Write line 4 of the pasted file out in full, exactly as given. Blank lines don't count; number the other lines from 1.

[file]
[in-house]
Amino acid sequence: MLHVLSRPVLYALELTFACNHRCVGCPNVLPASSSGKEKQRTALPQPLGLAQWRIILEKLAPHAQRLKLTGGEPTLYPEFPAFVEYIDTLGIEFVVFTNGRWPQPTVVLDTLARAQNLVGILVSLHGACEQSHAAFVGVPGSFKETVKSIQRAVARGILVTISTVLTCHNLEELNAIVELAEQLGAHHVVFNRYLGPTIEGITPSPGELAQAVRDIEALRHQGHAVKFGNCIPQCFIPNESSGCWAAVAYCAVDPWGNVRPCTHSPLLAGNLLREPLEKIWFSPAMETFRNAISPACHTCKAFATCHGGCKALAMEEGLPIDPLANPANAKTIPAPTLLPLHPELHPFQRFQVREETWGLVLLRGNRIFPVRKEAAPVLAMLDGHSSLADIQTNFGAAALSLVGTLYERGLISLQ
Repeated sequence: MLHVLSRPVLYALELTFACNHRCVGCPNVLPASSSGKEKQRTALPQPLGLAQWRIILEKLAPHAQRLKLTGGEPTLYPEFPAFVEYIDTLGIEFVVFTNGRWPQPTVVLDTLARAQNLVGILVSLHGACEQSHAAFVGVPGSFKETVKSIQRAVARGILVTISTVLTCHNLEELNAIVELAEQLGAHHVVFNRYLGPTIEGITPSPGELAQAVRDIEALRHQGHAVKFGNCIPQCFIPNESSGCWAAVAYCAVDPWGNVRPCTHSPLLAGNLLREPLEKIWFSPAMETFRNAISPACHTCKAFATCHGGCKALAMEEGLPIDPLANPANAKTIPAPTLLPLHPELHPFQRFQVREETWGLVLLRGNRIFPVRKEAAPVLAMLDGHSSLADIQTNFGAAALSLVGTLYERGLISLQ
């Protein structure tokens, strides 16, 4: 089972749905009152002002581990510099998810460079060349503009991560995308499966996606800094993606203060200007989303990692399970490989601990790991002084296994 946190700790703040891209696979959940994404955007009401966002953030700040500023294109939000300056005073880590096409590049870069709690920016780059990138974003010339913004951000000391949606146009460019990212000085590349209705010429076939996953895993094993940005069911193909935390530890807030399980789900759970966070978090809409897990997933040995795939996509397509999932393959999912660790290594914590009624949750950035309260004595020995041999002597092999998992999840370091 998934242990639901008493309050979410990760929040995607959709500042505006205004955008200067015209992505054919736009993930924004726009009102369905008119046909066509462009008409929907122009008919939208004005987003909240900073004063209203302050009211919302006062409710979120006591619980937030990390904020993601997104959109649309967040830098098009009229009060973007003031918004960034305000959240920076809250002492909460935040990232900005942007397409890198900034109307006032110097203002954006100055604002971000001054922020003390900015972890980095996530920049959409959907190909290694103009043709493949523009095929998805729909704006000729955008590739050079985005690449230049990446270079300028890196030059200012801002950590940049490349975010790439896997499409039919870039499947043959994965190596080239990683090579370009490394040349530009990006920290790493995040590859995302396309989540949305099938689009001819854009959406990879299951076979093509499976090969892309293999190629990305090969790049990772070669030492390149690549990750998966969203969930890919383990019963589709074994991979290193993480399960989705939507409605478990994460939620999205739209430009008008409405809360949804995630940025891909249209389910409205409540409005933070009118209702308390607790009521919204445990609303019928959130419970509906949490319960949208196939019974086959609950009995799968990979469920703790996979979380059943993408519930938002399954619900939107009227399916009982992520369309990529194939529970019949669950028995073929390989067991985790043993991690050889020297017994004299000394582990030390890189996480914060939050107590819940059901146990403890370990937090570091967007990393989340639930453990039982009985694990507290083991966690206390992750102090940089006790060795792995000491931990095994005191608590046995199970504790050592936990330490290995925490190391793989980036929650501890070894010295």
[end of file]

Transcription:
């Protein structure tokens, strides 16, 4: 089972749905009152002002581990510099998810460079060349503009991560995308499966996606800094993606203060200007989303990692399970490989601990790991002084296994 946190700790703040891209696979959940994404955007009401966002953030700040500023294109939000300056005073880590096409590049870069709690920016780059990138974003010339913004951000000391949606146009460019990212000085590349209705010429076939996953895993094993940005069911193909935390530890807030399980789900759970966070978090809409897990997933040995795939996509397509999932393959999912660790290594914590009624949750950035309260004595020995041999002597092999998992999840370091 998934242990639901008493309050979410990760929040995607959709500042505006205004955008200067015209992505054919736009993930924004726009009102369905008119046909066509462009008409929907122009008919939208004005987003909240900073004063209203302050009211919302006062409710979120006591619980937030990390904020993601997104959109649309967040830098098009009229009060973007003031918004960034305000959240920076809250002492909460935040990232900005942007397409890198900034109307006032110097203002954006100055604002971000001054922020003390900015972890980095996530920049959409959907190909290694103009043709493949523009095929998805729909704006000729955008590739050079985005690449230049990446270079300028890196030059200012801002950590940049490349975010790439896997499409039919870039499947043959994965190596080239990683090579370009490394040349530009990006920290790493995040590859995302396309989540949305099938689009001819854009959406990879299951076979093509499976090969892309293999190629990305090969790049990772070669030492390149690549990750998966969203969930890919383990019963589709074994991979290193993480399960989705939507409605478990994460939620999205739209430009008008409405809360949804995630940025891909249209389910409205409540409005933070009118209702308390607790009521919204445990609303019928959130419970509906949490319960949208196939019974086959609950009995799968990979469920703790996979979380059943993408519930938002399954619900939107009227399916009982992520369309990529194939529970019949669950028995073929390989067991985790043993991690050889020297017994004299000394582990030390890189996480914060939050107590819940059901146990403890370990937090570091967007990393989340639930453990039982009985694990507290083991966690206390992750102090940089006790060795792995000491931990095994005191608590046995199970504790050592936990330490290995925490190391793989980036929650501890070894010295």